Harley Knuckle: Restore vs. Ride

The lines between new and old get blurred

Harley-Davidson knucklehead

Restore vs. Ride

The lines between new and old get blurred

Words and Photos: John Zamora, Model: Mz. Blondie

Harley-Davidson knucklehead

Restore vs. Ride

The lines between new and old get blurred

Words and Photos: John Zamora, Model: Mz. Blondie

Harley-Davidson knucklehead

Restore vs. Ride

The lines between new and old get blurred

Words and Photos: John Zamora, Model: Mz. Blondie

Harley-Davidson knucklehead

Restore vs. Ride

The lines between new and old get blurred

Words and Photos: John Zamora, Model: Mz. Blondie

Harley-Davidson knucklehead

Restore vs. Ride

The lines between new and old get blurred

Words and Photos: John Zamora, Model: Mz. Blondie

Harley-Davidson knucklehead

Restore vs. Ride

The lines between new and old get blurred

Words and Photos: John Zamora, Model: Mz. Blondie

Harley-Davidson knucklehead

Restore vs. Ride

The lines between new and old get blurred

Words and Photos: John Zamora, Model: Mz. Blondie

Harley-Davidson knucklehead

Restore vs. Ride

The lines between new and old get blurred

Words and Photos: John Zamora, Model: Mz. Blondie

Harley-Davidson knucklehead

Restore vs. Ride

The lines between new and old get blurred

Words and Photos: John Zamora, Model: Mz. Blondie

Harley-Davidson knucklehead

Restore vs. Ride

The lines between new and old get blurred

Words and Photos: John Zamora, Model: Mz. Blondie

When does some function become art? At what age does something become so valuable it must never be used for its original intention? That’s exactly what seems to happen with classic bikes. Motorcycles have and always will be meant to be ridden. Whether it’s more than 100 years old or has less than 100 miles on the odometer, the basic purpose of a bike is to travel down the road without the confines of doors or a roof. Nick Miserendino from Wargasser Speed Shop is one of those builders who believes that, at its core, bikes should never be left as pure eye candy.

Nick had a clear vision in his head of what he wanted and spent several years hunting down all the various pieces to make his dream bike a reality. Nick explains, “I bought this Knuckle about three years ago. It had been in a wreck, and I got a pretty good deal on what was left. The only parts that remain from the original bike are the engine, transmission, and rear star hub. Once I threw away all the repop crap, I started hunting for a solid original frame. Over the next two years, I found all the parts that would become what you see in the pictures today.”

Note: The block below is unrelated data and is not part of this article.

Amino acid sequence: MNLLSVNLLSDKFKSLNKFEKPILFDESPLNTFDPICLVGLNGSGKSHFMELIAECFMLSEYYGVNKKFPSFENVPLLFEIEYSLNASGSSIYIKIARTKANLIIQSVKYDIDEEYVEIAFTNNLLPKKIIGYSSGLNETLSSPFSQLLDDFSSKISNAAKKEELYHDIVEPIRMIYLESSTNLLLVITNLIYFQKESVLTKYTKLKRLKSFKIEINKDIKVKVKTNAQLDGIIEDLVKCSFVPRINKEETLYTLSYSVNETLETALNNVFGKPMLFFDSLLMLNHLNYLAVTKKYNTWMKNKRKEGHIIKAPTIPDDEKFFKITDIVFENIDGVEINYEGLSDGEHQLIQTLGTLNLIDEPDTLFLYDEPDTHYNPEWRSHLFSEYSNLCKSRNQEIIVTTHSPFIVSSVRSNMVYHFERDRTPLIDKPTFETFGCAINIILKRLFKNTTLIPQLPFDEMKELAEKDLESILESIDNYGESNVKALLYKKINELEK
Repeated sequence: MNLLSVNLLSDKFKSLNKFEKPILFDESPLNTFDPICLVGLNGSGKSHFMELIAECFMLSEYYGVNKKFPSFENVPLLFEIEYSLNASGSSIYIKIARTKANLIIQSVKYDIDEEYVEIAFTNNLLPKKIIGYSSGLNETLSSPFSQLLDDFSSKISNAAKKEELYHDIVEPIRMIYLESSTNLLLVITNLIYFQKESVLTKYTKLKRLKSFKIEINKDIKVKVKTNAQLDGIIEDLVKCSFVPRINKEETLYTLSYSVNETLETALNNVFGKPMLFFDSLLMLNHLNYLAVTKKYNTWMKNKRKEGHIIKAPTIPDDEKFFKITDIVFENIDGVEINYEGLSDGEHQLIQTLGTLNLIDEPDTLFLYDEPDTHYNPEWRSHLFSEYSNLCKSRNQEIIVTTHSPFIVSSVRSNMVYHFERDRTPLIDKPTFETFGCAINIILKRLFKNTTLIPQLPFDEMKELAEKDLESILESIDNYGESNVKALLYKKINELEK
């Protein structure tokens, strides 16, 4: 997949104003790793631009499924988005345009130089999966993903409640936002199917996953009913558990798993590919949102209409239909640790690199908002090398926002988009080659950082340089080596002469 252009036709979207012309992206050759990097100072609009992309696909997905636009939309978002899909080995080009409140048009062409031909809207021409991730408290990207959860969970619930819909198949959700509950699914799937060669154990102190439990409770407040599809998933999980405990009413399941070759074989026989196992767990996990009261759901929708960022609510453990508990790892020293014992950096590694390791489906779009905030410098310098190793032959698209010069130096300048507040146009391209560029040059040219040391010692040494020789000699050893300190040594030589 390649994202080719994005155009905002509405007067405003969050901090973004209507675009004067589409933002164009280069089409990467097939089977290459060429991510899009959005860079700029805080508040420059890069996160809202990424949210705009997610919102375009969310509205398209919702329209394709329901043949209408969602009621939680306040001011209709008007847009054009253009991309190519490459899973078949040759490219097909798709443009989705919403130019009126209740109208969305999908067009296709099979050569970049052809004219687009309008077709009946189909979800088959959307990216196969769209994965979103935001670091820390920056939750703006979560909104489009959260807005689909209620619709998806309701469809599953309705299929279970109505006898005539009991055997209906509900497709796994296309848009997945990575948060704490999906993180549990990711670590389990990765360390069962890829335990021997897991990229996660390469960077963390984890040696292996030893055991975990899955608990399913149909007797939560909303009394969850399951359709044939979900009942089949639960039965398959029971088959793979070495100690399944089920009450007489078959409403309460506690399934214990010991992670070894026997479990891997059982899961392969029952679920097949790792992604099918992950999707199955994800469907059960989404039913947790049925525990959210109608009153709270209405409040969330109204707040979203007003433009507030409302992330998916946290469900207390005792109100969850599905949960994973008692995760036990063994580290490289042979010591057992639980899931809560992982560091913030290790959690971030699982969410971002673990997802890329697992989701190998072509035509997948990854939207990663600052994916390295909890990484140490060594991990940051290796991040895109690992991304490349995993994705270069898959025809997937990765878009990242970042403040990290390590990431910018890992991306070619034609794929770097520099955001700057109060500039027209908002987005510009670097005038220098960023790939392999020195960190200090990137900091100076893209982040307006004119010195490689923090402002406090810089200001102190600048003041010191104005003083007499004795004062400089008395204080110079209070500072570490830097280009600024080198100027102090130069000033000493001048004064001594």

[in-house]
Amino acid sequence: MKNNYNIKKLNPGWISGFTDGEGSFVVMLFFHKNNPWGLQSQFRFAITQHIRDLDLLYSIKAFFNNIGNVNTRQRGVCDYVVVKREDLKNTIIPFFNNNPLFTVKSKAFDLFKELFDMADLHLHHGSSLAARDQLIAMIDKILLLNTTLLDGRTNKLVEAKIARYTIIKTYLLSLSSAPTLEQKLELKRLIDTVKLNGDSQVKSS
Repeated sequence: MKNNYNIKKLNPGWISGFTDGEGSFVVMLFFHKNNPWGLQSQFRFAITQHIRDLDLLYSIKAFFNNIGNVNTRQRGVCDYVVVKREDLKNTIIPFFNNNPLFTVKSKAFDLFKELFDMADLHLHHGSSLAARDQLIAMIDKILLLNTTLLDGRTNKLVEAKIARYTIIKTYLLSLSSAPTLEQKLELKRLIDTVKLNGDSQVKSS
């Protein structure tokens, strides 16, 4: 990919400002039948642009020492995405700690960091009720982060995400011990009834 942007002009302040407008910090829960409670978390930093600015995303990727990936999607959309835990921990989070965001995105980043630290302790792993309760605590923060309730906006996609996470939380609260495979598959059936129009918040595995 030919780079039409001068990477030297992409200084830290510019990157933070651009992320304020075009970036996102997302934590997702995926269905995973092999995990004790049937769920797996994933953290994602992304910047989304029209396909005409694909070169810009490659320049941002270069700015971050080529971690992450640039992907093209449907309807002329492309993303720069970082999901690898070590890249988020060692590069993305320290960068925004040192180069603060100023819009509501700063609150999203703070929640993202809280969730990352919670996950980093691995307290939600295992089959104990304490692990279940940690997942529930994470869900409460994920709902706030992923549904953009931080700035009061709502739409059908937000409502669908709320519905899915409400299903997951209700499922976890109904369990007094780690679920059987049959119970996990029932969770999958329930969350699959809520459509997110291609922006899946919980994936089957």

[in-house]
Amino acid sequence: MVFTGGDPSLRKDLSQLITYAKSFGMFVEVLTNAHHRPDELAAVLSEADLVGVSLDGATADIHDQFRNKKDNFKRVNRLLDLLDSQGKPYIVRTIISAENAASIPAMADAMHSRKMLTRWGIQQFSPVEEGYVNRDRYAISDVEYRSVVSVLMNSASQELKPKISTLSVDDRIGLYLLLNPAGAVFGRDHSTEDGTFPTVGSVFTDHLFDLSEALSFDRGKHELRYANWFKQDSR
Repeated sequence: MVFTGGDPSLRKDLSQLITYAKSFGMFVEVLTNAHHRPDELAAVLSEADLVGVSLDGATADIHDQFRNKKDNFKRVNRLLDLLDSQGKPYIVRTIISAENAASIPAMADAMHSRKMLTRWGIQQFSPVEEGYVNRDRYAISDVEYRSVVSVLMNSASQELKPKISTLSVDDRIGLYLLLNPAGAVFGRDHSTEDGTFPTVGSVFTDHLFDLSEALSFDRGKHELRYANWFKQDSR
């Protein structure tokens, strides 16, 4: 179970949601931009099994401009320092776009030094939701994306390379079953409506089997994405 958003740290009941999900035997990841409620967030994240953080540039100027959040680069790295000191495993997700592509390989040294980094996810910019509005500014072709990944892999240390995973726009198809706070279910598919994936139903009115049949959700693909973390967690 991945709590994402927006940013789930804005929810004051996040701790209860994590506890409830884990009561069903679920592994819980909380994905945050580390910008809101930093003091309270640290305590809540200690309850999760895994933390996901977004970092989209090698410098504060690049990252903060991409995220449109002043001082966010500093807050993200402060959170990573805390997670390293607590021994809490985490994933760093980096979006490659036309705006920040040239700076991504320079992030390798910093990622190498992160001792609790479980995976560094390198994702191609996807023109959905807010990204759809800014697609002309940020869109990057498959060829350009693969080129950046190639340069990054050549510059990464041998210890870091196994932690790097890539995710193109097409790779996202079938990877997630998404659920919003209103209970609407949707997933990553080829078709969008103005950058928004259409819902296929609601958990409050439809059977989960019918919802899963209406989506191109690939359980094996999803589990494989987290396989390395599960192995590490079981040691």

Often it’s the thrill of the chase for original pieces that surpass opening up a catalog and sliding a credit card and makes the finished bike have sentimental meaning.

“I wanted mostly original parts to build a timeless bike,” Nick says. “I ran a 19-inch rear and 21-inch front with an original-paint VL front end. I traded a lot of fab work for the original speedo and original 6-inch air cleaner then slowly started putting it together. The tanks needed major surgery to get them back into original shape. Some asshole welded the petcock bung shut with a bolt in its place. Needless to say that was a fun time getting them to work how they did originally. All the oil lines and fuel lines had to be made to fit correctly too. I hate repop parts; they never fit how they should. The motor itself went through a detailed rebuild. This was important to me, as I used predominantly original parts.”

Thousands of dollars are often spent trying to get a bike to resemble the exact look it had the day it left the factory. There is nothing worse than having a big, thick scratch on a freshly painted tank. Unfortunately if you actually ride a motorcycle on a road, those scratches and nicks are bound to happen. “One thing I didn’t want was a show bike. I wanted to ride this Knuckle and not worry about paint and chrome, etc. That’s the reason I didn’t paint it,” Nick says.

What wasn’t bought from NOS was hand-built. It’s Nick’s talent and eye for motorcycles that kept the parts looking as if they could have been original parts from 1941. “I built the stainless-steel exhaust to my liking and really didn’t want anything too crazy. I also narrowed the rear fender to sit snug to the tire. Everything I fabricated was in stainless steel because I’m not much into chrome. I like parts that I can polish myself if I have to.”

After the last bolt was tightened down and fuel put in the tank, it was time to enjoy the fruits of his labor. Nothing appears out of place, aftermarket, or as if it doesn’t belong. But more importantly, Nick built a roadworthy machine that can fulfill its destiny of running two wheels down the road.